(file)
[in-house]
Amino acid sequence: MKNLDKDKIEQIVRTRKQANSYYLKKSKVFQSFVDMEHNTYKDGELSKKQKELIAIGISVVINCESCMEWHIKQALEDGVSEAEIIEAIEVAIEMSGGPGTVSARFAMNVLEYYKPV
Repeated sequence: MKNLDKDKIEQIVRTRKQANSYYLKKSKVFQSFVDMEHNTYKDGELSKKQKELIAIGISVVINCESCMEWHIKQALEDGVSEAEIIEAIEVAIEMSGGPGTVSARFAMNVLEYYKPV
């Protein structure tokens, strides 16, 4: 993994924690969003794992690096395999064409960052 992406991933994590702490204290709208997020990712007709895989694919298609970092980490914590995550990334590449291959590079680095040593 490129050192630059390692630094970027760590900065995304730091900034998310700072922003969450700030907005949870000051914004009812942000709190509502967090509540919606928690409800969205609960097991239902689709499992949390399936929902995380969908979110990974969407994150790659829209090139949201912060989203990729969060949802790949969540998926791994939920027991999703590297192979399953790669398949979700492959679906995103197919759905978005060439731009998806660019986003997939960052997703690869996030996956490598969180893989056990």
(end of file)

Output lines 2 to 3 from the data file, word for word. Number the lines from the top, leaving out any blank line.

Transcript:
Amino acid sequence: MKNLDKDKIEQIVRTRKQANSYYLKKSKVFQSFVDMEHNTYKDGELSKKQKELIAIGISVVINCESCMEWHIKQALEDGVSEAEIIEAIEVAIEMSGGPGTVSARFAMNVLEYYKPV
Repeated sequence: MKNLDKDKIEQIVRTRKQANSYYLKKSKVFQSFVDMEHNTYKDGELSKKQKELIAIGISVVINCESCMEWHIKQALEDGVSEAEIIEAIEVAIEMSGGPGTVSARFAMNVLEYYKPV